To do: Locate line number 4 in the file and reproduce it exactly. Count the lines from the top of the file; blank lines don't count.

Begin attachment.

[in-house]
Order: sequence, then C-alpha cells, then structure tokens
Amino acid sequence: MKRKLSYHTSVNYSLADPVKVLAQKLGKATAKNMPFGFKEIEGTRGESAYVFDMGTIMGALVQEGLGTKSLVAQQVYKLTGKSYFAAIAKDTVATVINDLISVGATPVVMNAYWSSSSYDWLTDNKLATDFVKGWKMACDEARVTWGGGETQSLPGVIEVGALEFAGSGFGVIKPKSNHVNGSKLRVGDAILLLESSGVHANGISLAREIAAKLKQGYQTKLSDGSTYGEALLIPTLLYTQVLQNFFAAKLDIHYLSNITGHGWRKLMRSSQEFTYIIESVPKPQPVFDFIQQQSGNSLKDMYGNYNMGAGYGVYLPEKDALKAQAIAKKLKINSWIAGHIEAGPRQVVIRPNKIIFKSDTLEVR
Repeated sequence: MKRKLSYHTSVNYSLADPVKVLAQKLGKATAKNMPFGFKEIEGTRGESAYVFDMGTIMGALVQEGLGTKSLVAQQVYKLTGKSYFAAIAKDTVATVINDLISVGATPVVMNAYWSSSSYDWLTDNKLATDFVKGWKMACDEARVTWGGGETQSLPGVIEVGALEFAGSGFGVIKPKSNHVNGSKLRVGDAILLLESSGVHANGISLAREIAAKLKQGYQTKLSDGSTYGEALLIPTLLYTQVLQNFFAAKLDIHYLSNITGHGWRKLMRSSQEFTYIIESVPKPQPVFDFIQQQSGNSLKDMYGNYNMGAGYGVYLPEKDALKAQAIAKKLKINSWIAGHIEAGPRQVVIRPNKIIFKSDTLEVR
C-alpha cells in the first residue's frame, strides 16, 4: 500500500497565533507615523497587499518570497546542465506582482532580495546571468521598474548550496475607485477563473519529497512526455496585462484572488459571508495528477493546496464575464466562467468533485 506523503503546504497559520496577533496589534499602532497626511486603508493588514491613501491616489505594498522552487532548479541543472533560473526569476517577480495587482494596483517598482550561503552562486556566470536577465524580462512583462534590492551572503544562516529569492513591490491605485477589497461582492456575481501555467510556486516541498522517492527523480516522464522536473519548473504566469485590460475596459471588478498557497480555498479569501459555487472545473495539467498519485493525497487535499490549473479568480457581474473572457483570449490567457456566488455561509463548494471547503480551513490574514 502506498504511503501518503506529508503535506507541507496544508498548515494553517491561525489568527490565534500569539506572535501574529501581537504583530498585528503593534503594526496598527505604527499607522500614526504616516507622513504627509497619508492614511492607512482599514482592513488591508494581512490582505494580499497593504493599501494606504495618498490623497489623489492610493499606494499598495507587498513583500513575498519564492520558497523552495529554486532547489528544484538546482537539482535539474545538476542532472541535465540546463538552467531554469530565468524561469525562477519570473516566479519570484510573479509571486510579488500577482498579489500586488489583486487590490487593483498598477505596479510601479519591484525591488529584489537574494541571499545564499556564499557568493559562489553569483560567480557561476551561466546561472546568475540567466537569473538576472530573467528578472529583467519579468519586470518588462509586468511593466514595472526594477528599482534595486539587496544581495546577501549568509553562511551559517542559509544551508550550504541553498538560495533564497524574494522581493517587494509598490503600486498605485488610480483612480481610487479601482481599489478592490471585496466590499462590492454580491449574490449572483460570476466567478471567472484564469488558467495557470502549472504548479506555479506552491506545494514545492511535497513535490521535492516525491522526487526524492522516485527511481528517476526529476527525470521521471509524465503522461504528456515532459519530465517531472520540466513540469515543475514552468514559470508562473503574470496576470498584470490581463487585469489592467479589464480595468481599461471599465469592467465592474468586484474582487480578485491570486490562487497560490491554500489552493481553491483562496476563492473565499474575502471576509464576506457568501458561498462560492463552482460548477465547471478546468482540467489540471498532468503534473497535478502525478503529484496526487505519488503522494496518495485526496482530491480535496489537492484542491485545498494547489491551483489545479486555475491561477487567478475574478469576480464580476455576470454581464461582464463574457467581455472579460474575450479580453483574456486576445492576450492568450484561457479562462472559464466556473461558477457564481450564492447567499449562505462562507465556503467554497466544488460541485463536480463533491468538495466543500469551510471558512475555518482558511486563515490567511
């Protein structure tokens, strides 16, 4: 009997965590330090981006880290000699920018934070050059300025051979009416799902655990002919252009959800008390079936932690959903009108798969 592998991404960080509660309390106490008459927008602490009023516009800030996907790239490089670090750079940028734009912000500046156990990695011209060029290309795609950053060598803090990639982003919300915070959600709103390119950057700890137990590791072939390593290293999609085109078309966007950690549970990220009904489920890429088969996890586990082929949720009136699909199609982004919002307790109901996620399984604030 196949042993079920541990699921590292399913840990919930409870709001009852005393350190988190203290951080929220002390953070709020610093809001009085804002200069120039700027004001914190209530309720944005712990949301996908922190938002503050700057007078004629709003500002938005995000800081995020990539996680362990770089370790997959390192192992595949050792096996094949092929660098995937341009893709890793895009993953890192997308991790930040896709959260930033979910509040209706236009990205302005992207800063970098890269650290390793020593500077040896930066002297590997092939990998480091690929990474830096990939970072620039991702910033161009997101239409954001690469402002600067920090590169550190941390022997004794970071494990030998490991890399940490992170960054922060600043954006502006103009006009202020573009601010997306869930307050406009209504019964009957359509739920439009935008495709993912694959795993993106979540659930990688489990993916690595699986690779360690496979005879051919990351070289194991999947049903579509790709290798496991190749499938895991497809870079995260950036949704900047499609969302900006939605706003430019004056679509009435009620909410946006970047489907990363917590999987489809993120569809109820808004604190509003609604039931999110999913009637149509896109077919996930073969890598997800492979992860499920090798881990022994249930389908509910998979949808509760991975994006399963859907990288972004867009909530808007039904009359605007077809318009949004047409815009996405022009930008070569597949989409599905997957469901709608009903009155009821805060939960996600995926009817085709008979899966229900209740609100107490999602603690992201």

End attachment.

Repeated sequence: MKRKLSYHTSVNYSLADPVKVLAQKLGKATAKNMPFGFKEIEGTRGESAYVFDMGTIMGALVQEGLGTKSLVAQQVYKLTGKSYFAAIAKDTVATVINDLISVGATPVVMNAYWSSSSYDWLTDNKLATDFVKGWKMACDEARVTWGGGETQSLPGVIEVGALEFAGSGFGVIKPKSNHVNGSKLRVGDAILLLESSGVHANGISLAREIAAKLKQGYQTKLSDGSTYGEALLIPTLLYTQVLQNFFAAKLDIHYLSNITGHGWRKLMRSSQEFTYIIESVPKPQPVFDFIQQQSGNSLKDMYGNYNMGAGYGVYLPEKDALKAQAIAKKLKINSWIAGHIEAGPRQVVIRPNKIIFKSDTLEVR